Dr Alan Jones
March 31, 2012
In the late 18th century the English learnt that coal [town] gas could easily be piped and stored to provide a brilliant light: so it spread quickly wherever coal could be moved by sea, river or canal. With the coming of the railways gas companies [Co‘s] sprang up along their routes. Many Co’s were private or public concerns, others owned by local councils eager to bring gas light to their communities.
The Co’s continued to expand until the 1880’s when they met a check in the electric lamp. They turned to Welsbach’s incandescent mantle which gave as good a light and, since burners could be retrofitted, was much cheaper. But it also used far less gas than an open flame so the Co’s ended up with serious overcapacity at a time when the chemical byproducts of gasification were becoming more valuable than the gas and coke themselves.
Their response was to grow by reaching new customers and providing new uses for gas, beginning with the gas geyser which gave hot water on demand: later followed by the gas cooker, the gas fire for room heating and even the gas refrigerator. By the 1950s they supplied almost all urban and suburban areas of the UK and began to run short of gas so they imported liquefied methane [LNG] by sea to enrich supplies.
By then they had been nationalised, over 1000 Co’s had been merged into regional boards [Boards] with no effective central authority. Whereas electricity had been increasingly regulated to prevent overcapacity by creating the National Grid and finally nationalised under the Central Electricity Generating Board [CEGB] which competed fiercely with gas.
But a new spectre haunted the Boards. that of cheap oil and petrochemicals. Moreover the CEGB had a successful nuclear programme offering inexpensive off peak power. It was the nightmare of the 1880’s all over again.
Nothing daunted, the Boards answered knowing there were vast reserves of natural gas under the North sea and they had the infrastructure and expertise to distribute it very cheaply. The only question was how to get at it and convert the whole nation to it. So they set up their own joint committee, a very powerful one initially independent of the British government, [HMG], to consider the ways and means.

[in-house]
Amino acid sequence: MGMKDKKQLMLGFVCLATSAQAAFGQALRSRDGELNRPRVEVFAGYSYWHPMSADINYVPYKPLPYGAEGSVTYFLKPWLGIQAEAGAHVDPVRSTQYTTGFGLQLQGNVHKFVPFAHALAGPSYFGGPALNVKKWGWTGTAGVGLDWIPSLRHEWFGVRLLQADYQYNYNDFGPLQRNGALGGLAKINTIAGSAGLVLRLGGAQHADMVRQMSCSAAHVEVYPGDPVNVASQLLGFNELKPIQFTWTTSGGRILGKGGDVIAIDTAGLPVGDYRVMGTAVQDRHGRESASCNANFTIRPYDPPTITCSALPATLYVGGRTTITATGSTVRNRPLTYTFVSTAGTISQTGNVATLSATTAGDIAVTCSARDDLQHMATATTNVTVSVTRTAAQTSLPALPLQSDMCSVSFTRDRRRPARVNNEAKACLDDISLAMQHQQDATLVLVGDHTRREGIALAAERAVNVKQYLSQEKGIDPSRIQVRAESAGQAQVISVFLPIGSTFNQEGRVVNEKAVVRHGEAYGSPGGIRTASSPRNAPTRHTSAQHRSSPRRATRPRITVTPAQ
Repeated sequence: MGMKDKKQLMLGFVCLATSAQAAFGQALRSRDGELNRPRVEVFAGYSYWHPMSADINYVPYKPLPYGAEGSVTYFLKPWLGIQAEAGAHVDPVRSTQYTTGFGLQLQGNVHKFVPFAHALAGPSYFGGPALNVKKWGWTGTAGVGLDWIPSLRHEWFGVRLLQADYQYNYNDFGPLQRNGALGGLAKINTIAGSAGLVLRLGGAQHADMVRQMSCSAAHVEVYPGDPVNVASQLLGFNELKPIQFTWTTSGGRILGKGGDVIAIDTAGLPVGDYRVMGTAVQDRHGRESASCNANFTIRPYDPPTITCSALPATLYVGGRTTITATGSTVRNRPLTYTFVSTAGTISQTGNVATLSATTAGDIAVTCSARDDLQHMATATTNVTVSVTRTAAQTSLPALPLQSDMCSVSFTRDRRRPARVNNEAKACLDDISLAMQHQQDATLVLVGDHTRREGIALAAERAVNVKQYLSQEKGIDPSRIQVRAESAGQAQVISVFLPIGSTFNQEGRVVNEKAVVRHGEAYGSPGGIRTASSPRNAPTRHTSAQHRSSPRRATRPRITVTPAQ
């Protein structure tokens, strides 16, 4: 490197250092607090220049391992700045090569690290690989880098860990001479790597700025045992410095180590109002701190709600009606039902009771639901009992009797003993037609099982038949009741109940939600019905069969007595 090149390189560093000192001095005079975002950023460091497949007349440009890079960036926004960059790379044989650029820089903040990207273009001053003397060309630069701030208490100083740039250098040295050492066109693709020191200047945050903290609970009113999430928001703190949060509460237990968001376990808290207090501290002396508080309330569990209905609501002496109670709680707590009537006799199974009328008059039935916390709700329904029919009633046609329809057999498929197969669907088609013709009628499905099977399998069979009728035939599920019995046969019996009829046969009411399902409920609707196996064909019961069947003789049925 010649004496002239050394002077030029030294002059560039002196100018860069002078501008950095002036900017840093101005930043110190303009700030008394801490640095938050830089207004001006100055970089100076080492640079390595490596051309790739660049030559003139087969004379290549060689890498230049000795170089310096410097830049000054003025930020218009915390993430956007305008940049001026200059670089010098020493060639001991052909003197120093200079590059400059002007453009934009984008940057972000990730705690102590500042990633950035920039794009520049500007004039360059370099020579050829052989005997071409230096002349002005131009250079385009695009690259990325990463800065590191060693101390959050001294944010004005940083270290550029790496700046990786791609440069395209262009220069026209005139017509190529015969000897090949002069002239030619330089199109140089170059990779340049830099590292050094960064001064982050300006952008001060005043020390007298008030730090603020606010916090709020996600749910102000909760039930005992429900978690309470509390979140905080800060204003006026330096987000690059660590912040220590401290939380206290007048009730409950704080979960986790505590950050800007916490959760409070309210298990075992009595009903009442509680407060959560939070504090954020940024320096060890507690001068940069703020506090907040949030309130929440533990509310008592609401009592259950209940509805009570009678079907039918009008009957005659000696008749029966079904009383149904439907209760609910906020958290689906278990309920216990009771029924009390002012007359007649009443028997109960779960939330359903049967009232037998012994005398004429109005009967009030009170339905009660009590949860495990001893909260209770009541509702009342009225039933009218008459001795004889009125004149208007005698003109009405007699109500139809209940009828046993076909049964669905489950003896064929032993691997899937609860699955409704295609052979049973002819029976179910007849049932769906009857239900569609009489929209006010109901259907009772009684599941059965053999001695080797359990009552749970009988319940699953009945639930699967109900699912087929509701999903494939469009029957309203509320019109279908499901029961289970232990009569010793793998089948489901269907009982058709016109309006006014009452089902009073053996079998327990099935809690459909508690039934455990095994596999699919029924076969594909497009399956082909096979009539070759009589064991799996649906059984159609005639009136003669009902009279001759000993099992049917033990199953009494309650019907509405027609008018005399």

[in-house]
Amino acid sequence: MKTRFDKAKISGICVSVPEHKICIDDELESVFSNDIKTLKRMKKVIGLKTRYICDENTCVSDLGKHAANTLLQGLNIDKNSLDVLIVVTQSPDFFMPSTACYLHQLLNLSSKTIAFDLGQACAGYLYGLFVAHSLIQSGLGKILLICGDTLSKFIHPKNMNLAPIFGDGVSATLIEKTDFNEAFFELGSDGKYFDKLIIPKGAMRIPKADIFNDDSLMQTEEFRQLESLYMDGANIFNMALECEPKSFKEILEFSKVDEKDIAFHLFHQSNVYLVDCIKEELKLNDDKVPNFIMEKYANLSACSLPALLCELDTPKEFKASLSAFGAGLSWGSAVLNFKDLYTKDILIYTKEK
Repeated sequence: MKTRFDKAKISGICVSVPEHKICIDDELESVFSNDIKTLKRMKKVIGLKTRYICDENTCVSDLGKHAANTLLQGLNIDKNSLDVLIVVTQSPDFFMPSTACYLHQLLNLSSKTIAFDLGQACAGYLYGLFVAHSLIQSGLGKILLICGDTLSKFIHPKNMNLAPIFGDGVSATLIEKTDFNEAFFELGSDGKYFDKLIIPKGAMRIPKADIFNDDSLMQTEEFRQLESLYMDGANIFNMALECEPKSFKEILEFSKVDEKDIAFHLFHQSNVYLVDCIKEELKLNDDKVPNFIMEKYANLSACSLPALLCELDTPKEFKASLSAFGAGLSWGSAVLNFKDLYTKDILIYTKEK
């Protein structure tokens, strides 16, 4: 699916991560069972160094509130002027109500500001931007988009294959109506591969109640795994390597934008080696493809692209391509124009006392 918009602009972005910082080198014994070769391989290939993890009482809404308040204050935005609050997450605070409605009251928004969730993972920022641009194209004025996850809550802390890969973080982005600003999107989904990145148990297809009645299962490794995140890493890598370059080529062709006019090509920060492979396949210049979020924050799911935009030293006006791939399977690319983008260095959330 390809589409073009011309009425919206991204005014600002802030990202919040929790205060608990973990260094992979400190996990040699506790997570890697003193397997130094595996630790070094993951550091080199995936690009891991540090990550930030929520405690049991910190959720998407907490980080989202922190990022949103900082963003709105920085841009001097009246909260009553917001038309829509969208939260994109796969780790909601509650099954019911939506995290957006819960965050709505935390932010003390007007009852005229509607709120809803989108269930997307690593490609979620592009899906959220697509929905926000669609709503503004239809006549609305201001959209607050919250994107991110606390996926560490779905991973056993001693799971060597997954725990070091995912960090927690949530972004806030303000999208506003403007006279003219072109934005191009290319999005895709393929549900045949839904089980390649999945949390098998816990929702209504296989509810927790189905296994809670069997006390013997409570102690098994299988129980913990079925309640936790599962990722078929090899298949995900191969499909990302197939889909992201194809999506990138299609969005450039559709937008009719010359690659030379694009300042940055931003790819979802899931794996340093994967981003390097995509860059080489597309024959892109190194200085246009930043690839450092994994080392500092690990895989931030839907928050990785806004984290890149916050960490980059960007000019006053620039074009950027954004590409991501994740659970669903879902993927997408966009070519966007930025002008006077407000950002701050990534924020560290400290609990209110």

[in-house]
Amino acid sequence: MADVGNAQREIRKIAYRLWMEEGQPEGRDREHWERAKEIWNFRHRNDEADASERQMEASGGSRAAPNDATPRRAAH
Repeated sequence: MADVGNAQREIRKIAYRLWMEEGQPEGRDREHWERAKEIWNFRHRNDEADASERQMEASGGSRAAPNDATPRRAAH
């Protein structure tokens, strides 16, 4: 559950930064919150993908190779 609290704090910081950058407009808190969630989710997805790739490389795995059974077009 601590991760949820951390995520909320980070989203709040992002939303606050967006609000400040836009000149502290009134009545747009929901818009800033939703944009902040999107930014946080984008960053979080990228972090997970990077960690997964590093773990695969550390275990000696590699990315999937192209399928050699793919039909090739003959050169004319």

The Committee reported in 1962 and its views were straightforward and, with hindsight, both trenchant and prescient. They observed:
A] That the oil majors who had the technology to do this saw no profit in gas nor in oil given cheaper fields elsewhere. To induce them to drill the Boards would have to offer them long term contracts at a price which would reward them.
B] That methane had about twice the calorific value of coal gas by volume which would double the capacity of the existing infrastructure: and furthermore under low pressure could be supplied to new customers cheaply using plastic pipes.
C] That since the Boards already had the necessary expertise the only problem was the sheer scale of the task: not only new pipelines but also that some 200+ million burners would have to be converted or replaced.
D] Nevertheless they thought this practical if it were done in stages so the methane would reach each region step by step. They estimated complete conversion would take ten years.
E] They assessed the likely overall economic benefit to the economy from cheaper energy as a one off gain of between ten and twenty percent in GDP over the ten years of conversion and might well create growth of half a percent per annum thereafter for many years as new customers came on line.
F] But they also cautioned: ‘No such major change in the energy base of a great industrial power in so short a time has ever been attempted before’.
It has never been attempted since either. But it was done.
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